The leatherback sea turtle migrates from the northeastern coast of North America to tropical areas, including South America and Africa. Even some crabs migrate. The Christmas Island red crab only travels five miles inland, or eight km, but that distance takes it a month and it’s as perilous in its own way as the wildebeest’s vast trek. It even climbs down a cliff 40 feet tall, or 12 meters.

Monarchs aren’t the only butterfly species that migrate, and they aren’t the only insect that migrates either. The globe skimmer, a type of dragonfly, migrates 600 miles, or 1,000 km, over the ocean from southern India to Africa. But the monarch butterfly’s migration is pretty spectacular, so I’ll finish with that one.

The idea that butterflies migrate just blows my mind. I remember sitting outside my middle school one crisp fall day, waiting for my mom to pick me up, and watching monarch butterflies fly by, one every few minutes, all of them heading steadily in the same direction. I didn’t know then that they were migrating.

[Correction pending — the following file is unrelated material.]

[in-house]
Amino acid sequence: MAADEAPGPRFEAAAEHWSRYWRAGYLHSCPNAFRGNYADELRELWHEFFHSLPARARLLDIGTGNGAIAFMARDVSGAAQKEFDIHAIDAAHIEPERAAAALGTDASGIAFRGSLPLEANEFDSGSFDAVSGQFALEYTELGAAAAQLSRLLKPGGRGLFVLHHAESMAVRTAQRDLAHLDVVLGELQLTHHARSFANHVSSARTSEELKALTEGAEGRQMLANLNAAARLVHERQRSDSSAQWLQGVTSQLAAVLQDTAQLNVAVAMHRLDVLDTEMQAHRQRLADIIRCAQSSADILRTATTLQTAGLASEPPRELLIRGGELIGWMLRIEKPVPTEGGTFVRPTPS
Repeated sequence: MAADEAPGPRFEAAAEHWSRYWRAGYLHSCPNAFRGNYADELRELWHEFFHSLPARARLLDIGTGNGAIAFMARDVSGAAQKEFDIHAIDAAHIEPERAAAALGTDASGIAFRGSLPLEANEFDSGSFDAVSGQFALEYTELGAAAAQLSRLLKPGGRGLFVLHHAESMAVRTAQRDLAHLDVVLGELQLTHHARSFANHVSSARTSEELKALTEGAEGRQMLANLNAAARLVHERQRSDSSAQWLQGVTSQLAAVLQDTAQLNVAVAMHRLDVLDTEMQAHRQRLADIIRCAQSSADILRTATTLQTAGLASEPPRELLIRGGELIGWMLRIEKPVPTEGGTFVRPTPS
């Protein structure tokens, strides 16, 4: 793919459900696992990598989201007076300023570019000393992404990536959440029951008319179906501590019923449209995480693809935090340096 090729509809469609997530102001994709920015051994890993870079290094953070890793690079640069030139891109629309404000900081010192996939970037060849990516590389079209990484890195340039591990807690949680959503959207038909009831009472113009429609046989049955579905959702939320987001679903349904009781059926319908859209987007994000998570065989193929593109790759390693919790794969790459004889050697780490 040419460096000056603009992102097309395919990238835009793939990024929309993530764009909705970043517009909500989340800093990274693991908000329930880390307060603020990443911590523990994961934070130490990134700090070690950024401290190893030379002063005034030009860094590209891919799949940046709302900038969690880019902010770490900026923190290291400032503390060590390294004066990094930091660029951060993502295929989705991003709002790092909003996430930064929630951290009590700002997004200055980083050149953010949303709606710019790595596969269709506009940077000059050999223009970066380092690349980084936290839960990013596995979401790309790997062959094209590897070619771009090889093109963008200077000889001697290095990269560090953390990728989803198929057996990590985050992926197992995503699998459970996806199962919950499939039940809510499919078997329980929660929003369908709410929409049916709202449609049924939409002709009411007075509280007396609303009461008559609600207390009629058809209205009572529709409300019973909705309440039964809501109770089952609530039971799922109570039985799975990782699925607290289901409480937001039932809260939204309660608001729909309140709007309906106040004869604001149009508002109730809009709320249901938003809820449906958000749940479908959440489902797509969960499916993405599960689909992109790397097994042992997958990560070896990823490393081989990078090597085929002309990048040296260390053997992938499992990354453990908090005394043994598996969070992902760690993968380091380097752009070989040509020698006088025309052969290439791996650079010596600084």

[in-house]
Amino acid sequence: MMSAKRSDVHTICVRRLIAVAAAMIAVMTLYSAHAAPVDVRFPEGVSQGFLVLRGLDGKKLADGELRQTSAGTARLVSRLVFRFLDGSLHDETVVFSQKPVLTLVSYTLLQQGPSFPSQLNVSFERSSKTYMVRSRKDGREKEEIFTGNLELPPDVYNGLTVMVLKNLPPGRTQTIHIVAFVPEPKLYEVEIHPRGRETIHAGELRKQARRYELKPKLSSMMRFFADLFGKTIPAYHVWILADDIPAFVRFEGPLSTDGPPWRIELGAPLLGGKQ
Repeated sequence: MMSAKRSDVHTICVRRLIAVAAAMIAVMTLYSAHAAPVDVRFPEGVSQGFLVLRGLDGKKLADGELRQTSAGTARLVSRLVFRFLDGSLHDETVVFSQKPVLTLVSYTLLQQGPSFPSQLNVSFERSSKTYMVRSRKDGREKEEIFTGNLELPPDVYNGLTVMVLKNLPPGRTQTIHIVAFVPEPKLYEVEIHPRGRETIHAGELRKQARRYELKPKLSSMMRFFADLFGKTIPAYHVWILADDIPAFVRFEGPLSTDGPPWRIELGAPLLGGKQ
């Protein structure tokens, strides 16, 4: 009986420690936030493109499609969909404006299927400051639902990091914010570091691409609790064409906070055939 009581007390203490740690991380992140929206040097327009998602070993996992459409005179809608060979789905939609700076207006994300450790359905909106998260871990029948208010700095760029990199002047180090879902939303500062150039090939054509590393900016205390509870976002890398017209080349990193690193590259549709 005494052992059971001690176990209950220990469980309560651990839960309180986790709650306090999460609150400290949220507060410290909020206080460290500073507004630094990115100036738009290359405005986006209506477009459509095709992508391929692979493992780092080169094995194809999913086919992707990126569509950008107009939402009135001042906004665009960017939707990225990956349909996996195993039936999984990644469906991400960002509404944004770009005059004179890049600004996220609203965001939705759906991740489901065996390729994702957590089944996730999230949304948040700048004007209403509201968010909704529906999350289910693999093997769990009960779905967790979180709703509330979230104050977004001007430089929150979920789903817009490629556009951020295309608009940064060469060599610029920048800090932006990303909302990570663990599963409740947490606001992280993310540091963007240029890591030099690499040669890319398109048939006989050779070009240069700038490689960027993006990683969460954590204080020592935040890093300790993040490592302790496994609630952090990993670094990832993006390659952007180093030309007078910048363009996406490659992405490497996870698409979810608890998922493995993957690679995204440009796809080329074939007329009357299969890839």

The monarch is a modest-sized butterfly, with orange and black wings with white spots along the edges. It lives in many parts of the world, but only the North American subspecies of monarch migrates. Every autumn, monarch butterflies living in North America, where they breed, head south to winter in central Mexico, a trip that can be as long as 3,000 miles, or 4,800 km. They spend the winter in oyamel fir trees, millions of butterflies in the branches. When spring arrives, the butterflies head north, but they don’t get all the way back to their original range. If they’re lucky, they reach Texas, where they mate and lay eggs on milkweed plants before dying. The caterpillars hatch, eat up the milkweed, spin a cocoon and emerge transformed into new butterflies that continue the flight north, deeper into North America. But those butterflies don’t make it all the way to their parents’ home range either. They too stop to mate, lay eggs, and die. It can take four or five generations for monarch butterflies to reach Canada and other distant parts of North America, and by that time it’s autumn again. The butterflies fly back to Mexico.